Climate Negotiations at UN’s Aviation Agency at Risk of ‘Capture’ by Industry

New analysis highlights industry influence and transparency concerns at UN International Civil Aviation Organization (ICAO)

October 06 2022

The aviation industry appears to have an outsized influence over global climate rules for the sector amid limited public scrutiny, according to a detailed analysis of corporate engagement and transparency rules at the UN's aviation agency by climate think tank InfluenceMap.

The research shows that more than 30% of delegates at the International Civil Aviation Organization's (ICAO) climate meetings since the Paris Agreement directly represented the aviation or fossil fuel industries. At these meetings, industry outnumbered environmental delegates by more than seven to one.

It further highlights how delegates are required to sign non-disclosure agreements to participate in the closed-door meetings of ICAO's climate negotiation body - the Committee on Aviation Environmental Protection (CAEP) - a level of secrecy not required by other UN climate bodies.

The media is prohibited from attending these meetings and key climate negotiation documents, such as working papers, are not made publicly available.

InfluenceMap Program Manager Ben Youriev said: *“In behind-closed-doors UN negotiations, the aviation industry appears to be shaping its own climate rules with limited public transparency or oversight.

"The aviation industry has also used various PR campaigns to downplay its role in the climate crisis and promote its support for a net-zero 2050 target, while at the same time lobbying to weaken real-world policies designed to reach such a target.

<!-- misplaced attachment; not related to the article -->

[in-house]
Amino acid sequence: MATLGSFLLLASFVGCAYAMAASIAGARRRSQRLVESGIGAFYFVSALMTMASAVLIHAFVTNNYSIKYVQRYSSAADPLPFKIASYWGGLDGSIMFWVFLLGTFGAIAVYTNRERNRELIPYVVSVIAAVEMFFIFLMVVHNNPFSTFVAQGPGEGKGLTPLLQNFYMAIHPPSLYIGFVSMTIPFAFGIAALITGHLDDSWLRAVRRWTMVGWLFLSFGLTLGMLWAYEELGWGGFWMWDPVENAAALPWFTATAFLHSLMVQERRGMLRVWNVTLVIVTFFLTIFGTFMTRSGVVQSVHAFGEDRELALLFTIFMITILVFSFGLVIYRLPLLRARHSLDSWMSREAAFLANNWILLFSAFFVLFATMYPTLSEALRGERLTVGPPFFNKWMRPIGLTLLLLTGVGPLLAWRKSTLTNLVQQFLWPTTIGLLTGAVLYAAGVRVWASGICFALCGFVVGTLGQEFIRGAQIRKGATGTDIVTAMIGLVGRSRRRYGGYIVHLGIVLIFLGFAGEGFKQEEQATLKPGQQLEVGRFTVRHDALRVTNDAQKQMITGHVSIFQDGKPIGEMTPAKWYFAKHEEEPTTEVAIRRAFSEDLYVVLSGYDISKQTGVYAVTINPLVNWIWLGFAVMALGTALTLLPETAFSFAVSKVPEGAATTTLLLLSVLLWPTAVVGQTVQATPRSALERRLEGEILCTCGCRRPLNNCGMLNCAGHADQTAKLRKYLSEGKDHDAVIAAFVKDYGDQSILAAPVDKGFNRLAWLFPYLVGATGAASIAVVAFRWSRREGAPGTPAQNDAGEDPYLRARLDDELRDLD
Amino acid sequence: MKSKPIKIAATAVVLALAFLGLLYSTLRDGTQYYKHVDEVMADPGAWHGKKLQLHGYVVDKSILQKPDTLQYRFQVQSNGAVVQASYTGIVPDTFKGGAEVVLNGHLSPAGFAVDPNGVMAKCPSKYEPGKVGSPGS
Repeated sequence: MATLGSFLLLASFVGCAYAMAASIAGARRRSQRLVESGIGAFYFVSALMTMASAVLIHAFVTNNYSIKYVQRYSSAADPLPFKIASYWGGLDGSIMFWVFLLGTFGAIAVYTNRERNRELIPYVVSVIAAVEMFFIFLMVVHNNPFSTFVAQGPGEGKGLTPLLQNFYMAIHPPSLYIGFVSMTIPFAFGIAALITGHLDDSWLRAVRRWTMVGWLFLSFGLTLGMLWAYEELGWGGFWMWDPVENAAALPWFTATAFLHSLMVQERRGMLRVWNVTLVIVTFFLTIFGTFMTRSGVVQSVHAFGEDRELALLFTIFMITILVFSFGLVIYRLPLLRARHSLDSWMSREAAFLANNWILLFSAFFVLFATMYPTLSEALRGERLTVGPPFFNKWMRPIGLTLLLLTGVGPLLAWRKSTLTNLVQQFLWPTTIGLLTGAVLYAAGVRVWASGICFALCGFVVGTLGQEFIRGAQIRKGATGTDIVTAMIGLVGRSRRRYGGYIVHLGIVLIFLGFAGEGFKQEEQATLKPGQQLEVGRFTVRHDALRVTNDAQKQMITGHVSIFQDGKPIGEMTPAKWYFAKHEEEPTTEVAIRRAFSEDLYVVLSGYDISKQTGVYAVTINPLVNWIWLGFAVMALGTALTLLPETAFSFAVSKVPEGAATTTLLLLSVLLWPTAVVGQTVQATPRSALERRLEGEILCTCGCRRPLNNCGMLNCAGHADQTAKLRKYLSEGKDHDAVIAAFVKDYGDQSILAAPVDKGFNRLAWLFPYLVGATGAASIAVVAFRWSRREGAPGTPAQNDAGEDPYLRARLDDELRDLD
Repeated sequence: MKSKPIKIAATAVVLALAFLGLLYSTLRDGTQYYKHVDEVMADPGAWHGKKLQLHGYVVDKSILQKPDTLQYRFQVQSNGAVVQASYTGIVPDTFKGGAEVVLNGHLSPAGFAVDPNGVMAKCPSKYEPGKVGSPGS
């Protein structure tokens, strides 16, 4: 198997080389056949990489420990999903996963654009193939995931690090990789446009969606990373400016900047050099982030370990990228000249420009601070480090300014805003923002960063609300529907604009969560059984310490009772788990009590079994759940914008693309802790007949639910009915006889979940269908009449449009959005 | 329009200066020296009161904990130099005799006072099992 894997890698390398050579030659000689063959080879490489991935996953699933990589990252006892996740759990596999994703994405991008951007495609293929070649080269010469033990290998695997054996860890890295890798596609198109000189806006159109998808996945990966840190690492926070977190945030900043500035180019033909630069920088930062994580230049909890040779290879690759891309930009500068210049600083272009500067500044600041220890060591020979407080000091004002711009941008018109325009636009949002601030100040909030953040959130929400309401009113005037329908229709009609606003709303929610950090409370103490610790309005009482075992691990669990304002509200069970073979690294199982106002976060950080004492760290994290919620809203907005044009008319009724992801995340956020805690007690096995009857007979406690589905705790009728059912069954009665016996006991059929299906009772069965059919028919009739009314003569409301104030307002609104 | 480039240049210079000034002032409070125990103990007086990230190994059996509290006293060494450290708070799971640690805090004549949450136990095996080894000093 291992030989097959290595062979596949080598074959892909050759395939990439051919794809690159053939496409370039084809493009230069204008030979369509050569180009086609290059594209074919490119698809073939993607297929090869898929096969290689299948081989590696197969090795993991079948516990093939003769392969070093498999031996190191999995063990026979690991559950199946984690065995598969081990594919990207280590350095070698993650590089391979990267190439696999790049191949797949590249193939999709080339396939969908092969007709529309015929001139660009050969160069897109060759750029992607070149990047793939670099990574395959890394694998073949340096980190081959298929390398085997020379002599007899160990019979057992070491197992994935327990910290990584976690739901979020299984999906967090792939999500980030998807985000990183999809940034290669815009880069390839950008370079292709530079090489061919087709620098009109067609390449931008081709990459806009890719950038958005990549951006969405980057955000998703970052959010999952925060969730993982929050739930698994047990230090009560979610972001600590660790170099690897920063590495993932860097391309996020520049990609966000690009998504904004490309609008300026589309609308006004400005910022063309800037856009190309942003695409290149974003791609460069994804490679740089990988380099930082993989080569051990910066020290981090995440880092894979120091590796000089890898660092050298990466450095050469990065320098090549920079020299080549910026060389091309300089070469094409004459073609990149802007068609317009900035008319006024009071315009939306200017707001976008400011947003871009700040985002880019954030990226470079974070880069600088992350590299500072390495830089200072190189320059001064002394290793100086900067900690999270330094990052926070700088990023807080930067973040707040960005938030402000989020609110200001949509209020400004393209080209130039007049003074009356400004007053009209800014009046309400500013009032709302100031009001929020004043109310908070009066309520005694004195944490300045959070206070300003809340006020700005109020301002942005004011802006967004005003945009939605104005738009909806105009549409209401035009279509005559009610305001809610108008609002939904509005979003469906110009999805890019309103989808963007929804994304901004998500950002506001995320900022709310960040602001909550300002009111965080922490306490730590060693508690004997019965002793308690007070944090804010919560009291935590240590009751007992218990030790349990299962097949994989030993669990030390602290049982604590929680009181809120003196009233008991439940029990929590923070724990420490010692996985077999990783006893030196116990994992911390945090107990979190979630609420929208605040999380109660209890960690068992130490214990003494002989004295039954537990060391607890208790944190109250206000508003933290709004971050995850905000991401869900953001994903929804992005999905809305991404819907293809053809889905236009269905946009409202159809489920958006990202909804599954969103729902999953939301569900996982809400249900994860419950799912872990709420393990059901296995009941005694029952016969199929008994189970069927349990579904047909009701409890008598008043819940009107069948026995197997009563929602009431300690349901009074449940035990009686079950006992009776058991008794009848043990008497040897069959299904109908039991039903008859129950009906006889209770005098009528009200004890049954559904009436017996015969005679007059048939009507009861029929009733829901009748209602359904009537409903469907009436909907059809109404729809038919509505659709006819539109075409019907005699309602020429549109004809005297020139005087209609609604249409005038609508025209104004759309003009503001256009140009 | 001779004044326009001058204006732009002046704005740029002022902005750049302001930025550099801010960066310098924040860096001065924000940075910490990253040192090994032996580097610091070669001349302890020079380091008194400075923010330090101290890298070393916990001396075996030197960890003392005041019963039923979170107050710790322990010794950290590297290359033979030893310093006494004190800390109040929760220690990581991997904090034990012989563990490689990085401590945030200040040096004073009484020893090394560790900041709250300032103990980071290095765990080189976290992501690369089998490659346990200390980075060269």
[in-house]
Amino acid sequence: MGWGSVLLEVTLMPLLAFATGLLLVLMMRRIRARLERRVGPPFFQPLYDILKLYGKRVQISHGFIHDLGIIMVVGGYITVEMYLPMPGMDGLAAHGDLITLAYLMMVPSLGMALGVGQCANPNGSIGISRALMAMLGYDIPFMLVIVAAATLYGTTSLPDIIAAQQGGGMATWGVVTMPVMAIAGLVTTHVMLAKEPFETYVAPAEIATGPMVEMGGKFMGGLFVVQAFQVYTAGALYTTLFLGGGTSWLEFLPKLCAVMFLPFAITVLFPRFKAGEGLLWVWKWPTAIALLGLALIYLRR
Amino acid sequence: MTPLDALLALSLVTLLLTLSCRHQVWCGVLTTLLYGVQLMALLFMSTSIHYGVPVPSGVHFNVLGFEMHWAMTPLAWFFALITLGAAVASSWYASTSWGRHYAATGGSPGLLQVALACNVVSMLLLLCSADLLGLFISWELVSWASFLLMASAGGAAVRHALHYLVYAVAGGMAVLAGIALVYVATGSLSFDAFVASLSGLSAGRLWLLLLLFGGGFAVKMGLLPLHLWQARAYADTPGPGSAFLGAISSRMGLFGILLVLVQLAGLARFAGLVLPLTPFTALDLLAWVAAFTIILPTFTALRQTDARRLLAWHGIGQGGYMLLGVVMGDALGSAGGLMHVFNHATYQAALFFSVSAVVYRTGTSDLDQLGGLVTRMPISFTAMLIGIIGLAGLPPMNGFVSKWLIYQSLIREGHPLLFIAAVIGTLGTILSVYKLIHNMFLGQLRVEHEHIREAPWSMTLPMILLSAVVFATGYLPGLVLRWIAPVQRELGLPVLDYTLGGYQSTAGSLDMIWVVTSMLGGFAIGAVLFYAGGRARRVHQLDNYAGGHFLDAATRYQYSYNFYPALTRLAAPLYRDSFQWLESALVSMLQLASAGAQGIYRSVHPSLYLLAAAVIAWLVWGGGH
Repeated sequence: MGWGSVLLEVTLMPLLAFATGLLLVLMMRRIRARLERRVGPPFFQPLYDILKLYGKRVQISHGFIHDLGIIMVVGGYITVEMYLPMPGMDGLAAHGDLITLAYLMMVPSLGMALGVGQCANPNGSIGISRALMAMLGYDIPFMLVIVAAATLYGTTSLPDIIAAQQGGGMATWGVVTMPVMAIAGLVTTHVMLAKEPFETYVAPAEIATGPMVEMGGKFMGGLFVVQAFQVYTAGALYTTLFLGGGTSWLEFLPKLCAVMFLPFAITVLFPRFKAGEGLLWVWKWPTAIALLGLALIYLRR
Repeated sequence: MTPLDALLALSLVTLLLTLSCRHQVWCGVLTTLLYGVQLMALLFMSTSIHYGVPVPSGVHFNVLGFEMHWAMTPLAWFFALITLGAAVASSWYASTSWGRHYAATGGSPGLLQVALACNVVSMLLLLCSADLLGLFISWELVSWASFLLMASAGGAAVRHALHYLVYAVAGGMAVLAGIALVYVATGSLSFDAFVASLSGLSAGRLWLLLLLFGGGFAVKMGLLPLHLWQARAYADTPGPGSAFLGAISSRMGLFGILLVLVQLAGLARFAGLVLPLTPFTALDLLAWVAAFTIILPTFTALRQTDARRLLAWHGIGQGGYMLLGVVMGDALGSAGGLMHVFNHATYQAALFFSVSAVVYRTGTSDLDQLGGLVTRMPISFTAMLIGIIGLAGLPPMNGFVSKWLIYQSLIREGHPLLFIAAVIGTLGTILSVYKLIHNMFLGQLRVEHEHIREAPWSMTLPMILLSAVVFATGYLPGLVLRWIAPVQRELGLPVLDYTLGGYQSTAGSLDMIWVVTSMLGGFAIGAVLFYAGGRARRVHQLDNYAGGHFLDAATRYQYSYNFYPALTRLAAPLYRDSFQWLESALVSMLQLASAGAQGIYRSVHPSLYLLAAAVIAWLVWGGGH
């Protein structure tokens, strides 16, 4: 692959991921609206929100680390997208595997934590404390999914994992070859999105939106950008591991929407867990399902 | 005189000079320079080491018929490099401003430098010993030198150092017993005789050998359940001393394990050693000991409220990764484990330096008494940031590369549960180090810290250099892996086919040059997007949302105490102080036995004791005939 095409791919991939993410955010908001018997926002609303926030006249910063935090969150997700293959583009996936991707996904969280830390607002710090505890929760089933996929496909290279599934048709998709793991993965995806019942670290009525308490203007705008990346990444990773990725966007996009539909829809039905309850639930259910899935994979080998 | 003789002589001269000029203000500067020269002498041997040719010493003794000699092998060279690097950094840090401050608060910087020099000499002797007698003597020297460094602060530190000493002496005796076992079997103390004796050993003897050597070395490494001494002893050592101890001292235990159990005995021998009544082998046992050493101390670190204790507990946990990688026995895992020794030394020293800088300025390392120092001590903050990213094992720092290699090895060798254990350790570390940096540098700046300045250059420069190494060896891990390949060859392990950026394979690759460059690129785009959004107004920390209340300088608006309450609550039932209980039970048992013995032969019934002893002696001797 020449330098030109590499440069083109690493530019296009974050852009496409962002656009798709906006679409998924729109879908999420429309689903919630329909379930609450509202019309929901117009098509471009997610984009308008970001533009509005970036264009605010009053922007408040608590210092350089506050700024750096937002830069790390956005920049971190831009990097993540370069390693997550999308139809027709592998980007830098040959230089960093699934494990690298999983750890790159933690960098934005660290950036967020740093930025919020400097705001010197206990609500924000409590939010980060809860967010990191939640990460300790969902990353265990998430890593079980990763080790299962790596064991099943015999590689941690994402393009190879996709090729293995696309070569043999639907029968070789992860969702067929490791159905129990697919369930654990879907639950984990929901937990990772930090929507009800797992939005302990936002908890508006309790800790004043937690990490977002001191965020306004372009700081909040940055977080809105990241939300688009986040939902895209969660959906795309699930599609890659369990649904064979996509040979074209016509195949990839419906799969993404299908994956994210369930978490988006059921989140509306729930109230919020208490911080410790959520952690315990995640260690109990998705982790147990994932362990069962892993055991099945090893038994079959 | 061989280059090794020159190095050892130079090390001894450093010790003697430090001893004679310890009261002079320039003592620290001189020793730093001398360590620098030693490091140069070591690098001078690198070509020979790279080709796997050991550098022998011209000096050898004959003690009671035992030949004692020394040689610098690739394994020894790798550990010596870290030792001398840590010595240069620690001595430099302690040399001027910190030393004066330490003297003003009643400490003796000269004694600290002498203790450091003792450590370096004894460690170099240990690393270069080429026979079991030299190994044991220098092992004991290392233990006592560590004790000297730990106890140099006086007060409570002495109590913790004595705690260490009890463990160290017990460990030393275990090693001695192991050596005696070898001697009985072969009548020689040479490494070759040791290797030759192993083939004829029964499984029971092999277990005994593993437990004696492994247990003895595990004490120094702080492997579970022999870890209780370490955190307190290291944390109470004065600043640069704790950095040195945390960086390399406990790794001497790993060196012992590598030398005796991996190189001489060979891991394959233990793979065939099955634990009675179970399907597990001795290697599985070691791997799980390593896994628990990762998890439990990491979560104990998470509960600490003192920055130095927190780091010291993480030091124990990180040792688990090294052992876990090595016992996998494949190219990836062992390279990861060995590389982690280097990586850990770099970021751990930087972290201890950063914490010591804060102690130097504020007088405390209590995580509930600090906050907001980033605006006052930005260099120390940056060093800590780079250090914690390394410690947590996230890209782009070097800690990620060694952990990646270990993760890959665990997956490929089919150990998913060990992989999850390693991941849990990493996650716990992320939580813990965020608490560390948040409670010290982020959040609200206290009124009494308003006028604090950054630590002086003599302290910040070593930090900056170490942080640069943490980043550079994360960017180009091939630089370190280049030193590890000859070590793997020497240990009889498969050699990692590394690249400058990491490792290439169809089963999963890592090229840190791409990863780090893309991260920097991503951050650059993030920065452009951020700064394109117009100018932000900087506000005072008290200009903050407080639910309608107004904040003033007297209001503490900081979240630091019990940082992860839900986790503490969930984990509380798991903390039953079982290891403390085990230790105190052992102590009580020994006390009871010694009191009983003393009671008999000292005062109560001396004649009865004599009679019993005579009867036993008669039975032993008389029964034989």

"Given the urgency of reducing greenhouse gas emissions, this analysis raises questions about the UN aviation agency's ability to effectively regulate global climate rules for aviation." * InfluenceMap's findings coincide with the 41st ICAO Assembly currently taking place in Montreal, where negotiators are expected to set a long-term aspirational goal for the aviation sector.

On current forecasts, emissions from global aviation are forecast to rise by 190-277% between 2015-2050. Given aviation was not explicitly referenced in the Paris Agreement, the responsibility for addressing international aviation emissions has since largely remained with ICAO.

ICAO's primary response to the climate crisis - strongly supported by industry - continues to be the carbon offsetting scheme, CORSIA. Yet, the IPCC says the scheme "does not lead to a reduction in in-sector emissions from aviation".

The research highlights how the International Air Transport Association (IATA), an airline industry lobbying group, appears to have been involved in proposing and developing the CORSIA scheme, including subsequent changes.

  • IATA led 2020 efforts to weaken CORSIA's effectiveness by changing the baseline year. The measure was supported by ICAO a few months later using language that appeared to reflect key positions put forward by IATA.

  • Furthermore, IATA continues to argue in favor of CORSIA's primacy as a climate policy - despite the IPCC's criticism - to push back against regional efforts to cut aviation emissions. For example, when lobbying against numerous aviation-related policies in the EU's European Green Deal, IATA argued that CORSIA should take precedence.

  • An August 2022 IATA working paper further appeared to urge the ICAO Assembly to extend the less stringent CORSIA baseline until 2035, weakening the scheme's longer-term offsetting requirements. It also called on ICAO to take a stronger position against the need for national and regional climate policies for aviation. IATA appears to have withdrawn the paper mid-way through the ICAO Assembly.

A global net-zero CO2 target for aviation

The report raises questions about support from the aviation industry, championed by IATA, for a net-zero 2050 CO2 aspirational target at the September 2022 ICAO Assembly.

This is despite multiple IATA key members raising concerns about its feasibility, and broad opposition from IATA to near-term policies that might help achieve this target, such as numerous aviation-related proposals in the European Green Deal.

InfluenceMap analysis suggests that the global aviation industry has used its support for net-zero in PR campaigns to promote flying as 'sustainable' and at the same time distract attention away from policies that would otherwise reduce in-sector aviation emissions, particularly at national and regional levels.

Click here for the full report

For further information or to arrange interviews, please contact:

Simon Cullen, Communications Manager, InfluenceMap (London) E: simon.cullen {@}